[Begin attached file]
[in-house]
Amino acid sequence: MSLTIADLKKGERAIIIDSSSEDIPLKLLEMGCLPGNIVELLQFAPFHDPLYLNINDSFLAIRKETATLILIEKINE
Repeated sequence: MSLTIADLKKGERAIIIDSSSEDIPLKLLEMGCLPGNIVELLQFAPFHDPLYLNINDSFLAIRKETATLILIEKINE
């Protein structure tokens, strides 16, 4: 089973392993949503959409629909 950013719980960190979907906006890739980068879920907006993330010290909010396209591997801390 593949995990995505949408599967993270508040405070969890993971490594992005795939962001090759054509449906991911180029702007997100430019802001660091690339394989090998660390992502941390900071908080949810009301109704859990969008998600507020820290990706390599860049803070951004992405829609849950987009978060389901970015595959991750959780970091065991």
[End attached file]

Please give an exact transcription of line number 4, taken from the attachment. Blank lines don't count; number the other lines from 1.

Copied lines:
């Protein structure tokens, strides 16, 4: 089973392993949503959409629909 950013719980960190979907906006890739980068879920907006993330010290909010396209591997801390 593949995990995505949408599967993270508040405070969890993971490594992005795939962001090759054509449906991911180029702007997100430019802001660091690339394989090998660390992502941390900071908080949810009301109704859990969008998600507020820290990706390599860049803070951004992405829609849950987009978060389901970015595959991750959780970091065991």